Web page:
Yes to the Cover All Kids Bill | Virginia Legislative Agenda

The Comprehensive Children’s Health Care Coverage Program strives to provide state-funded, inclusive health care coverage for children.

Every child deserves healthcare.

SB 231, the Cover All Kids bill, offers state-funded, inclusive health care coverage to children under 19 years of age and who:

  1. Lack coverage under a group health plan or health insurance, and
  2. Would be eligible for medical assistance services through the Commonwealth but for their immigration status.

Virginia by the Numbers


25th position


Children in Virginia who currently lack access to healthcare coverage

Virginia's uninsured children coverage ranking, compared to other states

Virginians who visit CASA’s Welcome Center in Woodbridge do not have access to healthcare.

Meet Virginia's Parents and their Children

Meet Jose

Jose Rivera has lived in Annandale with his family for nearly a decade. His son underwent emergency surgery, and he ended up with skyhigh bills – bills that he wonders how he’ll pay for.  “It is important for me as a parent that my children can have health insurance, especially in these times with many diseases and viruses. They risk exposure to getting sick, and the fact that they do not have legal status means they cannot receive adequate medical care.”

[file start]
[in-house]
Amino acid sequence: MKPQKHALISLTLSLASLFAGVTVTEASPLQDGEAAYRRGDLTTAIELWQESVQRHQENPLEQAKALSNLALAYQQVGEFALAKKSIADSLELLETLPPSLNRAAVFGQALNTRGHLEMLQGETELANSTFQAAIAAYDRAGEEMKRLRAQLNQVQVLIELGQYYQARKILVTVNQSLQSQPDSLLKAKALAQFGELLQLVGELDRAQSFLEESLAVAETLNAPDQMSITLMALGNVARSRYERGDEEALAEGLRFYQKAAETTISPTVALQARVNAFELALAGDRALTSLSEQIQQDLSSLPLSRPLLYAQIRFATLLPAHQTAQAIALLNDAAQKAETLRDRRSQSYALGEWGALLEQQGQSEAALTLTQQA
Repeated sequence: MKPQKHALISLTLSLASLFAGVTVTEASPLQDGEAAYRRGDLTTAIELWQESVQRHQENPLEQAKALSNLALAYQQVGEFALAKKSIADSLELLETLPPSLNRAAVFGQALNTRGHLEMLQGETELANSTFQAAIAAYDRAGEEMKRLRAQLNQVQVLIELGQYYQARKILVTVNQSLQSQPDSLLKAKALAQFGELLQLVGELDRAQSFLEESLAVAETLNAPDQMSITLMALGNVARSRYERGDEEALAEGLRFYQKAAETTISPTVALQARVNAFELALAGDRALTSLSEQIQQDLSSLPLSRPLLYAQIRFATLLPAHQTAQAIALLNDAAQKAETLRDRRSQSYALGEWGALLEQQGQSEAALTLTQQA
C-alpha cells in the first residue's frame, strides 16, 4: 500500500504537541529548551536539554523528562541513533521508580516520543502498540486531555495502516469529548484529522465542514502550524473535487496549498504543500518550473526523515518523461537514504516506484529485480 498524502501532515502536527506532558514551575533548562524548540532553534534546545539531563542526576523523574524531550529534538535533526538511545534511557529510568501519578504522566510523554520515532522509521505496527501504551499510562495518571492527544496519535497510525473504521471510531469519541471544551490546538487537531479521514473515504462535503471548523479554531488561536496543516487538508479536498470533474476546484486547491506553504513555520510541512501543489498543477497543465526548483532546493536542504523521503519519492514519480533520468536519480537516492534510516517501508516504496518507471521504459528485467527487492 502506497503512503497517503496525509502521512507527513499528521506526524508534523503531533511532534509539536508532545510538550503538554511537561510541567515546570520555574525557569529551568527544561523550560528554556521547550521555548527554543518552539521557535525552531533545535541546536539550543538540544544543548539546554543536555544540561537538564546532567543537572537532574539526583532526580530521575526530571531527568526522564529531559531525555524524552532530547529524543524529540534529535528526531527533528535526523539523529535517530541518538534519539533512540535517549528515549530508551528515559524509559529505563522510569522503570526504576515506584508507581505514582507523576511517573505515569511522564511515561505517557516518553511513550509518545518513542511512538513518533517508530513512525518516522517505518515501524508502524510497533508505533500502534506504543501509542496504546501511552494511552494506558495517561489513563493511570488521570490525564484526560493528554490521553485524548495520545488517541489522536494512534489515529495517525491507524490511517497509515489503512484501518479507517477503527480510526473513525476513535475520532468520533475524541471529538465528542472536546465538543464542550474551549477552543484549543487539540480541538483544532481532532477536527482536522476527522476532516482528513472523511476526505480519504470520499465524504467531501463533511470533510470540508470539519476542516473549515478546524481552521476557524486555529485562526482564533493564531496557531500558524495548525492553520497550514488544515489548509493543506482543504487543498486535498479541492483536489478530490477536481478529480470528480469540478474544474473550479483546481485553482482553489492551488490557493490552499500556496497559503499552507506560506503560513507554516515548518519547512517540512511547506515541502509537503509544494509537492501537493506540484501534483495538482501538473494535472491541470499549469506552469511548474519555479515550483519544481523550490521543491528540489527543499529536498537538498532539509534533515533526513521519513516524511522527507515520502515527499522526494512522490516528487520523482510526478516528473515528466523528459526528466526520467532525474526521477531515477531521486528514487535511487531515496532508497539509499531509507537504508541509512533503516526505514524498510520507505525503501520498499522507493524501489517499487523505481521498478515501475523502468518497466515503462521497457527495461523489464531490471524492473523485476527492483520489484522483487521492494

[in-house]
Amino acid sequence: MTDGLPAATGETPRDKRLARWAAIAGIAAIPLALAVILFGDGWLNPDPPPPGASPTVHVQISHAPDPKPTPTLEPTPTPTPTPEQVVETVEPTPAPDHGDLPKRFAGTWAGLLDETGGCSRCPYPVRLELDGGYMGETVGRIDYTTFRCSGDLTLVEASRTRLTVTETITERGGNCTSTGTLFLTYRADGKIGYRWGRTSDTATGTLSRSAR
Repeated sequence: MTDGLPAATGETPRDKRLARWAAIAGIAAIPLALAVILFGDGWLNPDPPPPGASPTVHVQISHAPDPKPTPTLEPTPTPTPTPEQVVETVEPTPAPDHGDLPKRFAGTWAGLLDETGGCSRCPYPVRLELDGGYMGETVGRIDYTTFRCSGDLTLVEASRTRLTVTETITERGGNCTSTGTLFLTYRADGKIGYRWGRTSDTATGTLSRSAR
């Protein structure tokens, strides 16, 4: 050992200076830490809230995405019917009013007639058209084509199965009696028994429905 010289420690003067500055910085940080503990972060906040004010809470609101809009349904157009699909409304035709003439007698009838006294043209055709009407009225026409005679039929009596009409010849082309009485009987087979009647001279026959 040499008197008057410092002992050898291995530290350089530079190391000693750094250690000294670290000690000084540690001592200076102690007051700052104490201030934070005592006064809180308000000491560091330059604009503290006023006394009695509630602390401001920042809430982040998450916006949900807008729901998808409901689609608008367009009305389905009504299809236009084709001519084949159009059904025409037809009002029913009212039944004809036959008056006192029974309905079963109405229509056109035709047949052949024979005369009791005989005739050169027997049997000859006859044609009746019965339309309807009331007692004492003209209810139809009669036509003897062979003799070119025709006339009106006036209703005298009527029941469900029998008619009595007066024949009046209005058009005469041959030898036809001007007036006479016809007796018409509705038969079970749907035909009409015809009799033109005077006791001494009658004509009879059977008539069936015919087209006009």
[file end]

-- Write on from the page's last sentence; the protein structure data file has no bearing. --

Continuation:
Meet Sofia

Sofia lives in Virginia with her children, including Rubi pictured here. Sofia shared her testimony in front of Virginia's General Assembly, in favor of the Cover All Kids bill. She shares, “As a single pregnant mother, covering all my kids’ bills, including prenatal care, is of utmost importance. Access to affordable health insurance would provide not only financial relief but also peace of mind, knowing that my children can receive the necessary medical attention without the burden of high costs.”

CASA on Univision

El proyecto de ley conocido como Cover All Kids, busca que los menores de 19 años que vivan en Virginia tengan acceso a atención médica; no obstante, al ser debatido en la Cámara de Delegados recibió la negativa, debido a que se estima que su costo será superior a los 7 millones de dólares. A pesar de esto, las organizaciones que lo impulsan buscarán llevarlo ante el Senado.